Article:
Some time ago, a very weird issue was reported to me about a Nextcloud system. The user uploaded a file with an “ö” on a SMB share that was configured as an external storage in the Nextcloud server. But when accessing the folder containing the file over WebDAV, it did not appear (no matter which WebDAV client was used). After ruling out the usual causes (wrong permissions, etc…), I analyzed the network traffic between the WebDAV client and the server and saw that the file name is indeed not returned after issuing a
PROPFIND. So I set some breakpoints in the Nextcloud source code to analyze if it is also not returned by the SMB server. It was returned by the SMB server, but when the Nextcloud system requested more metadata for the file (with the path in the request), the SMB server returned a “file not found” error, which lead Nextcloud to discard the file. How can it happen that the file is first returned by the SMB server when listing files but then the server suddenly reports an error when requesting more metadata?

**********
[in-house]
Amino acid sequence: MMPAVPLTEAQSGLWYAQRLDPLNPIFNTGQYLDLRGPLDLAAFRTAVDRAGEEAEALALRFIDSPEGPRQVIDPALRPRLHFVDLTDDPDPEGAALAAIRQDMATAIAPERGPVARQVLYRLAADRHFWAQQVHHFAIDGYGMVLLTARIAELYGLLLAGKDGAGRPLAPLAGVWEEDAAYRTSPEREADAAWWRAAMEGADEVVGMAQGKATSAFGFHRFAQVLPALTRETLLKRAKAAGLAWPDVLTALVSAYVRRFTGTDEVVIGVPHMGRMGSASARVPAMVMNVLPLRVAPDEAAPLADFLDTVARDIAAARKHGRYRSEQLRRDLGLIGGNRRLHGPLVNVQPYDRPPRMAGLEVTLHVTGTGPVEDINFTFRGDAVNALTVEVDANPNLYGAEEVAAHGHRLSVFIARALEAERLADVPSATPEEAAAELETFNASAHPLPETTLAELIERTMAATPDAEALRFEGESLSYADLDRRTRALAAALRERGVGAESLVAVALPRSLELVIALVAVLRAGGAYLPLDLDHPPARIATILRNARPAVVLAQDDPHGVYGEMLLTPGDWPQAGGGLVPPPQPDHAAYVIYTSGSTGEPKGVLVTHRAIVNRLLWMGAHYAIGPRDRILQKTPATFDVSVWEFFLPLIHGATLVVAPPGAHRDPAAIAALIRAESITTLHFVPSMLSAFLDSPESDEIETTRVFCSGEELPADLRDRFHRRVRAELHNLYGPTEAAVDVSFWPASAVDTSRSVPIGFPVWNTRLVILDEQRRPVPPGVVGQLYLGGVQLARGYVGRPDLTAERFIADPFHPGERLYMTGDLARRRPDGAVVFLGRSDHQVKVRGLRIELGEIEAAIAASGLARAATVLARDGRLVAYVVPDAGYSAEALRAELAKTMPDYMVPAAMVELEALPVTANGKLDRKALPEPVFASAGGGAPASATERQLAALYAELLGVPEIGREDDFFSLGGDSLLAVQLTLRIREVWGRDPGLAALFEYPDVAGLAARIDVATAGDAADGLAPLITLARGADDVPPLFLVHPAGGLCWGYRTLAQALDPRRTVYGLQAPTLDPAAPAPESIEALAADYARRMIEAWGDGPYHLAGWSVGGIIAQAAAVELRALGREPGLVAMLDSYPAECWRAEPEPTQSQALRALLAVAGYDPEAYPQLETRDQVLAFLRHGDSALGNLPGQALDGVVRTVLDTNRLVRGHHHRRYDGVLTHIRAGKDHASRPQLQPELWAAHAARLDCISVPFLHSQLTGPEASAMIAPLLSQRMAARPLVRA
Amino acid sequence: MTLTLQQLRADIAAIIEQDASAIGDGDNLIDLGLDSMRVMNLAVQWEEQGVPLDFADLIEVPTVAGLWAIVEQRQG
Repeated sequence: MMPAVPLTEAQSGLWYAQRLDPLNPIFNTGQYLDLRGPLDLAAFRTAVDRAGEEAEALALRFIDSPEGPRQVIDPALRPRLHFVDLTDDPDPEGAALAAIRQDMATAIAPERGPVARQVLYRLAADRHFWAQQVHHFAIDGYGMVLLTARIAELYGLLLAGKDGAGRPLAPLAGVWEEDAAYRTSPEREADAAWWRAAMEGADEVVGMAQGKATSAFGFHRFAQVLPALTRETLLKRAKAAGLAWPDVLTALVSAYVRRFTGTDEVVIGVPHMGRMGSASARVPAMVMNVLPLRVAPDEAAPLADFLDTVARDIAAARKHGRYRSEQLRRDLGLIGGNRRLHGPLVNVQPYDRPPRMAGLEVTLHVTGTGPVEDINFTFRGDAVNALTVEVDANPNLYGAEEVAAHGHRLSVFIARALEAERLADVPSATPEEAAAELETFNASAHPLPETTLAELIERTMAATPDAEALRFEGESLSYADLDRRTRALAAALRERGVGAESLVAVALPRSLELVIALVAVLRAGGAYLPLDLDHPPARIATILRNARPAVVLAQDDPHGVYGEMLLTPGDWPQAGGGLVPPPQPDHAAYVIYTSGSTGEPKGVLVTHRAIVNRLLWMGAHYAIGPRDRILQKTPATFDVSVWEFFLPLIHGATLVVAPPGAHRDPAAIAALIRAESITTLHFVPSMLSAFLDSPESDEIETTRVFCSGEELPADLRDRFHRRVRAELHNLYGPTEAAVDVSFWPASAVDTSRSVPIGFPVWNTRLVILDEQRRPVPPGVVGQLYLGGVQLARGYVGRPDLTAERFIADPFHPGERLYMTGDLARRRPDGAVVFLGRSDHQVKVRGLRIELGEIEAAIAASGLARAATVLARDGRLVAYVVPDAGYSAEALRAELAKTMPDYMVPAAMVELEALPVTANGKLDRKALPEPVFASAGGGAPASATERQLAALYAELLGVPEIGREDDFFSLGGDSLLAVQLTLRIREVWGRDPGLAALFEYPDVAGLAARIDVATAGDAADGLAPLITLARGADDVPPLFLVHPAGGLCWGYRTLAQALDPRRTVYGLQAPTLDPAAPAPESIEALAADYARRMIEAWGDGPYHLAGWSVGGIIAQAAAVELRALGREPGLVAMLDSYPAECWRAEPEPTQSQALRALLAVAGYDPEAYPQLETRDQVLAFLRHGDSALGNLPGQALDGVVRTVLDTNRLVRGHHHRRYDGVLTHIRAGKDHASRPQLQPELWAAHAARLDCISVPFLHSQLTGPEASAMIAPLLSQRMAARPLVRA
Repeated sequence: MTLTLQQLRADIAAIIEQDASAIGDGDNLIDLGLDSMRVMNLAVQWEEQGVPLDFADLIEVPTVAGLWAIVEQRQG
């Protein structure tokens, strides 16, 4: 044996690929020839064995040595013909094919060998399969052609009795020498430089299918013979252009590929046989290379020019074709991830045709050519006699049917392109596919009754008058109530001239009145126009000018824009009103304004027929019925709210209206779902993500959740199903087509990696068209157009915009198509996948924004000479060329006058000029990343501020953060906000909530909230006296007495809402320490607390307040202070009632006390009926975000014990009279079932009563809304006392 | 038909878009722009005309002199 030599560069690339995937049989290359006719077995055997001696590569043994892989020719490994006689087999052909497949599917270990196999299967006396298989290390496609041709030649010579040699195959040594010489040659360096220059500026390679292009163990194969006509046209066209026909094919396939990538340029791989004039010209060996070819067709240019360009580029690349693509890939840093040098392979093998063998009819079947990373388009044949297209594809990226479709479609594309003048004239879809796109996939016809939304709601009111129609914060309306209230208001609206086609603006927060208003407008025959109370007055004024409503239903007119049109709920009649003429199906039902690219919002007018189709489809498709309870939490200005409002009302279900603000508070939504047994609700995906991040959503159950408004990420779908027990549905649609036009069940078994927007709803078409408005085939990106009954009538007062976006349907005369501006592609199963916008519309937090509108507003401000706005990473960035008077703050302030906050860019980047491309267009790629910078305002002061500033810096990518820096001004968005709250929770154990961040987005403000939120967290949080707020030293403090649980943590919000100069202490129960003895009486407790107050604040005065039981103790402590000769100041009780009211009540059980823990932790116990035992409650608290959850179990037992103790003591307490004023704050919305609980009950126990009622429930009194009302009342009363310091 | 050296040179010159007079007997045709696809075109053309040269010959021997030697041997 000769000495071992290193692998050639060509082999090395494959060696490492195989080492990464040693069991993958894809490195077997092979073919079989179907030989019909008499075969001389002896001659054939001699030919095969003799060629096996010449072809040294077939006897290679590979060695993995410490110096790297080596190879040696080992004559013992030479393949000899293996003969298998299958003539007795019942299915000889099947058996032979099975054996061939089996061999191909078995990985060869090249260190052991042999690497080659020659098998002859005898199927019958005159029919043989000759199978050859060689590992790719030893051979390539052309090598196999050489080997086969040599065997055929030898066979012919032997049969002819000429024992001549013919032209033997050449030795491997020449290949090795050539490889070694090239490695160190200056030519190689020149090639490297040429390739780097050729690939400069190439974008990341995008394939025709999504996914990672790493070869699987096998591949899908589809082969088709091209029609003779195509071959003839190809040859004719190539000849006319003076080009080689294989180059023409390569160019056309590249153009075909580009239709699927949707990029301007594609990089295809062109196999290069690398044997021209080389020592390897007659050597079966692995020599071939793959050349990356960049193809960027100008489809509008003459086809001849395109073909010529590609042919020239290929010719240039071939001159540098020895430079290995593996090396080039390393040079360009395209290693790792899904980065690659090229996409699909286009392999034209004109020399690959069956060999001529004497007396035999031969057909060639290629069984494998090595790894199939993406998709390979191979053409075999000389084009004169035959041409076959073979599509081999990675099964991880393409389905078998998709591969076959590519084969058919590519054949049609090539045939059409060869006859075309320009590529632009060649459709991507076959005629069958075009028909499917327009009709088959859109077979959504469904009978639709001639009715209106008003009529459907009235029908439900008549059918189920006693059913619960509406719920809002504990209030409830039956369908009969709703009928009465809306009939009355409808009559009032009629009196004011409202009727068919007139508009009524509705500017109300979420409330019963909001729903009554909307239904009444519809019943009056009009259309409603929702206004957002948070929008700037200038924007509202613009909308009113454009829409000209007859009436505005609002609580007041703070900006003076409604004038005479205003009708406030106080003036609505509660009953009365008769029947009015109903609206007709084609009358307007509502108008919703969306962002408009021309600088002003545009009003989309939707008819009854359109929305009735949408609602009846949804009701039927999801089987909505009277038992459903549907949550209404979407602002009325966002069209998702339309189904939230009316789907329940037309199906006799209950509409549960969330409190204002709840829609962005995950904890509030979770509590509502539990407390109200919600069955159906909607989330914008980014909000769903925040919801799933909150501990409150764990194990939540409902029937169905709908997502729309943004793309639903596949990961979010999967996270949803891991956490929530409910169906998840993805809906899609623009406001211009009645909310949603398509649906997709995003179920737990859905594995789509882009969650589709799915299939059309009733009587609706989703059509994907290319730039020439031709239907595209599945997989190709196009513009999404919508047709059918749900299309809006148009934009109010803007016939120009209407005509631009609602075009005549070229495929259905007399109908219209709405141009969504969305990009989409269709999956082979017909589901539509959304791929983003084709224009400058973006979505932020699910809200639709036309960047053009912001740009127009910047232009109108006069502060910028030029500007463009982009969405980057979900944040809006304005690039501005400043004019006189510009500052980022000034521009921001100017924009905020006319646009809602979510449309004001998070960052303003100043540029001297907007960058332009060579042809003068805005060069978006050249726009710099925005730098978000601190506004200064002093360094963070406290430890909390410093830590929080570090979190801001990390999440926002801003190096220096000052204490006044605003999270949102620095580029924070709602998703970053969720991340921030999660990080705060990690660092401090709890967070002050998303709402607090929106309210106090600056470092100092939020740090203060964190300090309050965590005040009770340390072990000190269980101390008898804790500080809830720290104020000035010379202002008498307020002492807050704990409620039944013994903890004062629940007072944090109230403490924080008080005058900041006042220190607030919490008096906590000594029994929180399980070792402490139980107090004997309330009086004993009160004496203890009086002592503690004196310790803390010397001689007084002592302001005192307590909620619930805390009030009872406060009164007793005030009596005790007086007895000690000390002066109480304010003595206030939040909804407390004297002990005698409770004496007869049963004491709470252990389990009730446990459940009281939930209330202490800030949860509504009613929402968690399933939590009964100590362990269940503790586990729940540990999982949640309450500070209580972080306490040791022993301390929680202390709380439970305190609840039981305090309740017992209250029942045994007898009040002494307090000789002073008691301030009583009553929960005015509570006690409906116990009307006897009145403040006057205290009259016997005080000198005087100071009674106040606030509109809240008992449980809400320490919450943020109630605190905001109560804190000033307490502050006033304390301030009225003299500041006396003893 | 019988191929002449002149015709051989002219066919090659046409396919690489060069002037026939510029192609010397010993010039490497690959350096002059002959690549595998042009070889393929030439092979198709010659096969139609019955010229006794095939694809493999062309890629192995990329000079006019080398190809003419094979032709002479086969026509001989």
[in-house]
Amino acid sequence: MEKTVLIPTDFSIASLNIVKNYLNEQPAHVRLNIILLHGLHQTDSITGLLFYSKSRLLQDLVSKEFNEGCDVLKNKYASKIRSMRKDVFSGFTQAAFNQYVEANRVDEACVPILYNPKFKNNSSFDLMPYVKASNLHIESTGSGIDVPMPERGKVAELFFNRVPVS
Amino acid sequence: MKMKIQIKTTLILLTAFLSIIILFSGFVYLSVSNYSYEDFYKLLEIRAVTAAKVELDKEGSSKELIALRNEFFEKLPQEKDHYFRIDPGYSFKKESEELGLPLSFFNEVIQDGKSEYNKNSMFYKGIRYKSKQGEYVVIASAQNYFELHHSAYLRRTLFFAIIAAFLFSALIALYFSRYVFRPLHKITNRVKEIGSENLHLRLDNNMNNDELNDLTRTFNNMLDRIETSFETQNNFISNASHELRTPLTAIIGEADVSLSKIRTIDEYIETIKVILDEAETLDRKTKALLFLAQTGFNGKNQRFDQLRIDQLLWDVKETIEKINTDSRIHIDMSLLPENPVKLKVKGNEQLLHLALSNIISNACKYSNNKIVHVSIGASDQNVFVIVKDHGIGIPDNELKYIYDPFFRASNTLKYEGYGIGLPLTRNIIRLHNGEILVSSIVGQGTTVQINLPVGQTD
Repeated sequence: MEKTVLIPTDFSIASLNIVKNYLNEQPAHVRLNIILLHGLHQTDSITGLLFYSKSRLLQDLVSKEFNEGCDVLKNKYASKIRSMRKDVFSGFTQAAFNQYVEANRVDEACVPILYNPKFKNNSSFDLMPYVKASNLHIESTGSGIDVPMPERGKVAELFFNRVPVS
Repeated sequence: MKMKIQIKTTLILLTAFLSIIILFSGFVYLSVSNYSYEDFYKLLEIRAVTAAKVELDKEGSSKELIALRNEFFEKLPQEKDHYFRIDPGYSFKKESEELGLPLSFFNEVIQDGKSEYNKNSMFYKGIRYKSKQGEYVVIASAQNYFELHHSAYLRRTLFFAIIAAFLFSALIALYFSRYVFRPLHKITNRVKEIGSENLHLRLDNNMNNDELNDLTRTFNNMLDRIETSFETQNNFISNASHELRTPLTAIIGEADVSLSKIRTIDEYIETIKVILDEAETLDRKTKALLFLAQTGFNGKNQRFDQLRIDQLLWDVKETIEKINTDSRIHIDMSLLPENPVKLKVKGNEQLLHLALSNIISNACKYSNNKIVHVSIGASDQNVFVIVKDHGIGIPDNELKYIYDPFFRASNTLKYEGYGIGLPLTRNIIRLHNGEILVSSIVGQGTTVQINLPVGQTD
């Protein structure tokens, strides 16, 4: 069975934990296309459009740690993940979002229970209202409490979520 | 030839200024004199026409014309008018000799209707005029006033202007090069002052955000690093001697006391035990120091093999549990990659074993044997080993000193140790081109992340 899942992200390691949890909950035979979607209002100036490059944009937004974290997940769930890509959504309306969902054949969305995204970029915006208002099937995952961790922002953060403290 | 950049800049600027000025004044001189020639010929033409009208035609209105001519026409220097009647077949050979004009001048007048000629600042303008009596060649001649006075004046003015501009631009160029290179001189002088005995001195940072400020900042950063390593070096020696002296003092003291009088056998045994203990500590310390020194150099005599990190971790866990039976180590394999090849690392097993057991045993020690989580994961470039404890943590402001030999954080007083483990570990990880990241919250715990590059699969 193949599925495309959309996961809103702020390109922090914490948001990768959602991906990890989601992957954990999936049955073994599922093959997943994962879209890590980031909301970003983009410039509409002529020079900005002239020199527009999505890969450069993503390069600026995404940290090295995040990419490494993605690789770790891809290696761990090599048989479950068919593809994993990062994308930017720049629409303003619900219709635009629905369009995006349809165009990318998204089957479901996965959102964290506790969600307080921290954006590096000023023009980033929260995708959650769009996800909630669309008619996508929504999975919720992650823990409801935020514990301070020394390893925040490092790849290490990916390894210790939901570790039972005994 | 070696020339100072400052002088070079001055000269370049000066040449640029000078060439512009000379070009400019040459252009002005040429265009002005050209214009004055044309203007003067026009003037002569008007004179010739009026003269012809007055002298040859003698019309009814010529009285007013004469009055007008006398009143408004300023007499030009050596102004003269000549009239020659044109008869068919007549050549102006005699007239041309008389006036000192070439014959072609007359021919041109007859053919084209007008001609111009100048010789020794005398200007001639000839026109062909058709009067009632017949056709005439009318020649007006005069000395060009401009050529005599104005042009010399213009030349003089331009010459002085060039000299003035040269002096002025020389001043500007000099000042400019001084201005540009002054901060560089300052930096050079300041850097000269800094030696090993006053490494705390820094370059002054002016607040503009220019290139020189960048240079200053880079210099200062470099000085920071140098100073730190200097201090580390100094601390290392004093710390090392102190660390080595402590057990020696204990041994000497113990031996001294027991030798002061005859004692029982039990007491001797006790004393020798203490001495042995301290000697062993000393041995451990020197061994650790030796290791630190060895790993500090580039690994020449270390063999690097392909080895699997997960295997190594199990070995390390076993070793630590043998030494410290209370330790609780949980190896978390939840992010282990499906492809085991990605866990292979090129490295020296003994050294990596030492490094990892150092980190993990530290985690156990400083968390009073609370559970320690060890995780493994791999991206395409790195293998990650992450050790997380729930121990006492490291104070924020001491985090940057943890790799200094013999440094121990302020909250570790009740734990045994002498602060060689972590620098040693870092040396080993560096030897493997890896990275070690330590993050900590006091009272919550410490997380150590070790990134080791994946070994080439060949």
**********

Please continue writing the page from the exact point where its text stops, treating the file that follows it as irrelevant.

Special characters must be second only to time, dates, and timezones when it comes to weird behaviour in code.
File under yet another annoying and avoidable problem. In the hardware and safety critical world standard tests and protocols and certifications exist. It’s time for the software world to catch up.
I imagine a few “legends in their own minds” and corporations getting fat of the hamster wheel of broken code and unnecessary duplication won’t want this level of accountability. Nobody does but I prefer problems to be fixed and stay fixed before they are a problem I get to hear about…